Character – Your character is closely examined when you’re considered for a pardon. Your state’s board considers several factors, such as your lifestyle and whether you’ve integrated yourself into society. Overall, you need to prove your rehabilitation since your conviction.
Remorse – If the board finds you regret your felony, they’ll be more likely to grant a pardon.
Employment – You may have higher chances of being pardoned if you can’t land a job due to your felony.
Pardon boards rarely grant pardons in the following situations:
-The felony is on appeal.
-The felon is a registered sex offender.
-The felon is under criminal investigation.
What Happens If You Bear Guns as a Felon?
There can be severe consequences for bearing a firearm as a felon. As indicated earlier, the only way to restore your gun rights in most states is to receive a full pardon.
Otherwise, you’d violate several laws if you possess a weapon as a felon, be it operable, inoperable, empty, or loaded.
If the authorities discover you have a firearm, you face criminal charges and can get charged with another felony. If found guilty, you might be sent to prison for 1-10 years, and the state may require you to pay thousands of dollars in fines.
In addition, you don’t have to carry or own a gun to be found guilty of violating the prohibition. The state may also convict if you have ammunition after the original felony conviction or while awaiting trial on your felony charges.
If you have at least three prior felonies, the judge may punish you with 15 years of prison without parole.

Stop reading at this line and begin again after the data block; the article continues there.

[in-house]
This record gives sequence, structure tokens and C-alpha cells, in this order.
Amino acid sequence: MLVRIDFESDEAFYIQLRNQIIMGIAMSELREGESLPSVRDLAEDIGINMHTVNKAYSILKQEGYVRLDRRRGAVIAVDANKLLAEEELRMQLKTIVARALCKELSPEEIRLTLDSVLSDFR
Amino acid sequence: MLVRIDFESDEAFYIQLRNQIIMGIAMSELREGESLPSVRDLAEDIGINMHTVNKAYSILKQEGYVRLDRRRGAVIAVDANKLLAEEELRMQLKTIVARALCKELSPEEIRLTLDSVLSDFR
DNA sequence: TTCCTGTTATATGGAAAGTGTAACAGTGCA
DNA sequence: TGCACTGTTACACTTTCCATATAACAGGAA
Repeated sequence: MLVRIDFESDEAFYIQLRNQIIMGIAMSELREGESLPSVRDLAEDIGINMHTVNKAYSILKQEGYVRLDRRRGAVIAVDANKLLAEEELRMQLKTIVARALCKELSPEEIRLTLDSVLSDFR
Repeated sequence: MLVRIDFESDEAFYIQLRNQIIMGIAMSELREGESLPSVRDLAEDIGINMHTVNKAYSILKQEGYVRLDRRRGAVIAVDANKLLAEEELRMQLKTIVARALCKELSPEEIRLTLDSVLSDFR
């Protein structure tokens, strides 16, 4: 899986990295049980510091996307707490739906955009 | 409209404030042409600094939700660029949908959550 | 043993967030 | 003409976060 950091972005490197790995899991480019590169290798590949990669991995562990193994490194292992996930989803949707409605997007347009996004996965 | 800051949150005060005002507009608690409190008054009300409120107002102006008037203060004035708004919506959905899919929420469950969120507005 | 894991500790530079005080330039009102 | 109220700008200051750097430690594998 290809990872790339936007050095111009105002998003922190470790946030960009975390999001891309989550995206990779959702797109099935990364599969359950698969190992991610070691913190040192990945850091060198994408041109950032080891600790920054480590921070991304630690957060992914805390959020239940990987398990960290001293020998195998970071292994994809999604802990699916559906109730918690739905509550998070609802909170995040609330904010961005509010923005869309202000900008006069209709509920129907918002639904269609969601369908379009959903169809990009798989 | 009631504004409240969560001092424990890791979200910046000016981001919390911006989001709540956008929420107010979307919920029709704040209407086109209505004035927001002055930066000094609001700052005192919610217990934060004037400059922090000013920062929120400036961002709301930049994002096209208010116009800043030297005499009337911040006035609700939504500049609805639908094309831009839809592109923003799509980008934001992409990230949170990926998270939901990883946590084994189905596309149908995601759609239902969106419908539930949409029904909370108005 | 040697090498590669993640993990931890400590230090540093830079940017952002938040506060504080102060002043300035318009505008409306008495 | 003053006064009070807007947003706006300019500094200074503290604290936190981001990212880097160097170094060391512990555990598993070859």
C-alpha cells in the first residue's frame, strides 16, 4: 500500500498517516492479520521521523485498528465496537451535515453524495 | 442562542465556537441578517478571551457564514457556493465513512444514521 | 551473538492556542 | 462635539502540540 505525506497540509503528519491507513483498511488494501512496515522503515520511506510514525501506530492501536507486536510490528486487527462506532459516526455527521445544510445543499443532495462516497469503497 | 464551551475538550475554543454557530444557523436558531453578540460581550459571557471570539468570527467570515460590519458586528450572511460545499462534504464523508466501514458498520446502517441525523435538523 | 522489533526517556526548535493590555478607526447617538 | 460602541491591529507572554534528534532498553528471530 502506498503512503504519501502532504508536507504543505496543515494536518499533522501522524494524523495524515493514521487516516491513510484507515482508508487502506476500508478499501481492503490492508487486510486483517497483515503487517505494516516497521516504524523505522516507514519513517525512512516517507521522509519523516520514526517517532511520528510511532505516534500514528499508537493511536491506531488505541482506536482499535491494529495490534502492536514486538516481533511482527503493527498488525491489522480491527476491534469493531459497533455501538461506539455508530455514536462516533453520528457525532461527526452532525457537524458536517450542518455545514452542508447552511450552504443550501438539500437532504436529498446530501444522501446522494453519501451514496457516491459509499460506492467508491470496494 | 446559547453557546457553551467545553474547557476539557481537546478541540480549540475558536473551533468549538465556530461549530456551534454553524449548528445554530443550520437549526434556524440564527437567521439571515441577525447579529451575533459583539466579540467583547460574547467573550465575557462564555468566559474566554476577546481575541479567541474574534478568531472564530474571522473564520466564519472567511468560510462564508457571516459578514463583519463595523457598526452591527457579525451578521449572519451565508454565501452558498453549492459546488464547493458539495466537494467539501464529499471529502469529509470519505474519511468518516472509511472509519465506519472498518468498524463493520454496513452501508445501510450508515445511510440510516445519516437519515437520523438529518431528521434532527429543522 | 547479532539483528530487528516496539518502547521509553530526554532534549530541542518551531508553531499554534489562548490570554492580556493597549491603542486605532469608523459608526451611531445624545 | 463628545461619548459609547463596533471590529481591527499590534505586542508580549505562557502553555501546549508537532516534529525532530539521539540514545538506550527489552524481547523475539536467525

The good news is that you have options if you’re charged with firearm possession as a felon. If you hire an experienced attorney, they may try several defenses to contest the allegations:
-The state hasn’t offered any evidence of weapon possession.
-The search performed by the state was unconstitutional.
-There was police misconduct when taking you into custody and presenting your charges.
-The state imposed false accusations or planted fake evidence.
-There’s a lack of concrete forensic evidence.
Furthermore, many states allow you to use weapons or other explosive materials, devices, or components if your employer requires them. Construction, agriculture, and mining are some of the industries where you may be able to bear firearms without consequences.
Using firearms for personal defense as a felon is another special consideration. For example, deadly force might be permitted if it prevents the other person from taking your life.
This form of defense (the Stand Your Ground Defense) isn’t available in some states if you’re the original attacker. It’s also not available if you act in self-defense during criminal activity.
Finally, Virginia and some other states allow you to possess stun weapons in your residence as a felon. They may also enable you to transport, own, and carry antique firearms.
Plus, you might be allowed to own, transport, and carry up to 5 pounds of black powder if only used for recreational, cultural, and sporting purposes.
Did you know? Recreational gun use generally involves hunting or participating in shooting competitions.
Consult An Expert About Your Rights
We’ve covered some general gun laws applicable after a felony conviction. However, there may be significant variations from state to state.
Therefore, talk to a licensed attorney to determine the specifics of firearm laws in your area. Otherwise, you could be breaking the law without knowing it by bearing weapons.